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Hi Blog. We have the news of local governments calling upon the national government to do something to help the NJ residents under their charge. Some things just aren’t amendable without national government directives. Like a dedicated agency to deal with immigration.
That’s good news. The problem is, these local governments have been doing this for years now: Consider the Hamamatsu Sengen (2001), Toyoda Sengen (2004) and Yokkaichi Sengen (2006), which demanded just about the same thing. And it will be the same thing I demand in my next Japan Times column, due out next Tuesday, December 1. Have a read.
Local governments want to be nice to their NJ. It’s just that the elite Edokko bureaucrats in Kasumigaseki just don’t care. They don’t want to help NJ settle and make a life here. The people in charge of NJ affairs, mostly the Ministry of Justice, just want to control and police them. And that is pretty short-sighted, given that Japan needs immigration, and the less attractive Tokyo’s mandarins make Japan look to immigrants, the more likely the ones that will help Japan most will pass Japan by for better opportunities in other more open societies. Again, more in my JT article on Tuesday. Arudou Debito in Sapporo
Municipalities calls for gov’t agency to help foreigners
Kyodo News/Japan Today Friday 27th November, courtesy of John, Aly and others
TOKYO — Representatives from Japanese municipalities holding a large number of foreign residents called for the central government Thursday to set up a new agency aimed at improving the livelihoods of foreign people living in the country.
The proposal by a group of 28 municipalities in seven prefectures said they have recognized the need for the government to create such an entity so that foreign people in Japan would be better off at a time of economic difficulties. They also proposed that foreigners have the same rights and responsibilities as Japanese nationals and make it mandatory for children with foreign nationality to attend schools in Japan.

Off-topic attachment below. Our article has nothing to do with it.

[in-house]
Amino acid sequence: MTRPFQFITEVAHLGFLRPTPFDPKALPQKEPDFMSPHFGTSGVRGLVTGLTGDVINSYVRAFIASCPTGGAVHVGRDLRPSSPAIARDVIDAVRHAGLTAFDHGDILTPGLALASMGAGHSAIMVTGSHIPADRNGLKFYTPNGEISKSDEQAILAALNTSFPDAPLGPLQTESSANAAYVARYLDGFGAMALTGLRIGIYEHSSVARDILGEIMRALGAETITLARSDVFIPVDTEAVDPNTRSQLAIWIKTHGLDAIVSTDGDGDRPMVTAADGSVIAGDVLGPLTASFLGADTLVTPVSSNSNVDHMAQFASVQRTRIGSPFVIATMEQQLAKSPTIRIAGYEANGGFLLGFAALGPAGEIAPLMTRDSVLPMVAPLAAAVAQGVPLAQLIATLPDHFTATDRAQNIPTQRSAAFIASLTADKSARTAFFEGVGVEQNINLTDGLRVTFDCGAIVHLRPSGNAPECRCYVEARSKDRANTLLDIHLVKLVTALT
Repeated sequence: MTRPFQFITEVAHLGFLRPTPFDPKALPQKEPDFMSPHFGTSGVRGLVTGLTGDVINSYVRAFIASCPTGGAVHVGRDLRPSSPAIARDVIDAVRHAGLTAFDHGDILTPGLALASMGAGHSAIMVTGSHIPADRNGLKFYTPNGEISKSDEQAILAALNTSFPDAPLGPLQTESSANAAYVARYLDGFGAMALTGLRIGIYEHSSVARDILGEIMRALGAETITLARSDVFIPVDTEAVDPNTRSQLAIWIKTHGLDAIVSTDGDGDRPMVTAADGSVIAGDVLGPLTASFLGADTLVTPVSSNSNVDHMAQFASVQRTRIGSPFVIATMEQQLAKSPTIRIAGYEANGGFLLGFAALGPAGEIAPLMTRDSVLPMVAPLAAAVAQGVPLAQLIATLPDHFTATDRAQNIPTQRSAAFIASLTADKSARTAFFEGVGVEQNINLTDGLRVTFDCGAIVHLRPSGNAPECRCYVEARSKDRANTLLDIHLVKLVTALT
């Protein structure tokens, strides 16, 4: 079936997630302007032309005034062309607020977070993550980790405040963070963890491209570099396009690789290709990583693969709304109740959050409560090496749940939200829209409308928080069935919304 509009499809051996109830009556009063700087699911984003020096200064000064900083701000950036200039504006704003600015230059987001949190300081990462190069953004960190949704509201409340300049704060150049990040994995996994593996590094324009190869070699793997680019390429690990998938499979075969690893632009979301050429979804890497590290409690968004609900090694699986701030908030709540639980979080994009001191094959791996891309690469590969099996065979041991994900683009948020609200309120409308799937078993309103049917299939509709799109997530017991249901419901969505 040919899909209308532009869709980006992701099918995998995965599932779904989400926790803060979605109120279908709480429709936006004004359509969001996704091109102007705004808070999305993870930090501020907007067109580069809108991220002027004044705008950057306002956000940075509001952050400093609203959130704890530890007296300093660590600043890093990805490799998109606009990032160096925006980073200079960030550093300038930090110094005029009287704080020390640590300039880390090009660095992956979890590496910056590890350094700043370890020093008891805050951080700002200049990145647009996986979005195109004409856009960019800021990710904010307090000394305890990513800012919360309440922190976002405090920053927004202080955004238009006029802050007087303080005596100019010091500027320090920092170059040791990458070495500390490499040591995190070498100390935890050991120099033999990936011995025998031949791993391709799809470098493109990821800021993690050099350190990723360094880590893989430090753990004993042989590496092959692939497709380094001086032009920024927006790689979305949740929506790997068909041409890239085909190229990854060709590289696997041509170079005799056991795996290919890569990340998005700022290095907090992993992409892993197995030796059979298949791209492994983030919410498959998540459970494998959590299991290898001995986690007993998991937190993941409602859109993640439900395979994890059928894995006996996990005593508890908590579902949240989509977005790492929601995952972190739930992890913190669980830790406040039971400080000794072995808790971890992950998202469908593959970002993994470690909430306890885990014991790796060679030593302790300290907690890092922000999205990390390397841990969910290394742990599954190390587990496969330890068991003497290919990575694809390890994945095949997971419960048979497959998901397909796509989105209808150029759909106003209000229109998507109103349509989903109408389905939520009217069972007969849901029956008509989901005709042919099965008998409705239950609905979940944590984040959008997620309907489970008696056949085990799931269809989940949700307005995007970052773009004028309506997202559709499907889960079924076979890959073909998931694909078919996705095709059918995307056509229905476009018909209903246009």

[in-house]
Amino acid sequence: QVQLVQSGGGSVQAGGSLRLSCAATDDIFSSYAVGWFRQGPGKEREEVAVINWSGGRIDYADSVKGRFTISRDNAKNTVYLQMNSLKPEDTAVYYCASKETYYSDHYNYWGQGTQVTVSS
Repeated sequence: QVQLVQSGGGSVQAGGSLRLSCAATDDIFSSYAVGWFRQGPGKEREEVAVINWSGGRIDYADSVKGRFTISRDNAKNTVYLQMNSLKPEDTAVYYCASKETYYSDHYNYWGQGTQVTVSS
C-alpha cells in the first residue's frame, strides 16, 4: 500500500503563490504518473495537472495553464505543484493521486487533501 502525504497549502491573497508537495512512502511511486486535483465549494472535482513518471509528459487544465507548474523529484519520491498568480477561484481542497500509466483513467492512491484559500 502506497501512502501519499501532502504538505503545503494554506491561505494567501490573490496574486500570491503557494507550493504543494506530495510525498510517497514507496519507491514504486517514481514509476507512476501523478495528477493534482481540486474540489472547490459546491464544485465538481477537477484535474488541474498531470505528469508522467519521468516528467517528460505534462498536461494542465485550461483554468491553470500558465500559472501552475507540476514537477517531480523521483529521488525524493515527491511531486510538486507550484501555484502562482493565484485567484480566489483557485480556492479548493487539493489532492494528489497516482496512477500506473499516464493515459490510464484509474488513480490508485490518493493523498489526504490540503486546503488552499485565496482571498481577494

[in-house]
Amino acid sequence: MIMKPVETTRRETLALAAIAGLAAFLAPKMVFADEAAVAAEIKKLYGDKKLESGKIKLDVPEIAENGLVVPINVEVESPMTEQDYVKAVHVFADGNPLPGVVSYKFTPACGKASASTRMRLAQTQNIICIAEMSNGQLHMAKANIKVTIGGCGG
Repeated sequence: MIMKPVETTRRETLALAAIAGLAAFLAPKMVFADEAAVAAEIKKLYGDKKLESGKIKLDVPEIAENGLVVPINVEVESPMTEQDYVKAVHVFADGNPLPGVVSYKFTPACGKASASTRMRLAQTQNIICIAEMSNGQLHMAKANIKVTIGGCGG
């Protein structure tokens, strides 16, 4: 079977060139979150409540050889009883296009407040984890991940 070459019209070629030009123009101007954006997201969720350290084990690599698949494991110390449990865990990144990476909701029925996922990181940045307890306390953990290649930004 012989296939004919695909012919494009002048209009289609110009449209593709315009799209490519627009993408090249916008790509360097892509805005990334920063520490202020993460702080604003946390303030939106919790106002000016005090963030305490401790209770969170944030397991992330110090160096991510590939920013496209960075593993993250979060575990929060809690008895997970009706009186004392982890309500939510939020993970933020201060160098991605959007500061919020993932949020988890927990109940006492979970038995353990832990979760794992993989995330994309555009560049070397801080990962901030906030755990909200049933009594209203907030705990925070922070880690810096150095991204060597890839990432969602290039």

8 comments on “Kyodo: Municipal govts call for GOJ agency to help foreigners. Again.”
What I don’t understand is why China hasn’t picked up on the fact that Japan does so much to disaffect people who try to stay and live here.
Someone I know mentioned that I could always “use my Japan experience” to go back to America and work for a Japanese company. But arguably, people with the right resume can go back home and lobby for the Chinese government, referring to their unfortunate Japan experiences.
I would think China soft-power strategists would be tapping into this vein and channeling it for China’s best interests as best they could. Maybe I’m not seeing something.
The Edokko Elite as you call them, Debito, are playing a game suited to the cold war era. Behind the times as is so typical.
— I bet the big difference is that unlike Japan, the PRC is a net exporter of people. It’s not a place that is a destination for migrant workers, save those within its own borders.
With the twin tsunamis of debt and demographics about to engulf Japan within the next decade, you would think migrants who contribute to the economy, pay taxes and have children would be more welcomed.
Japan shoots itself in the foot with its own insularity.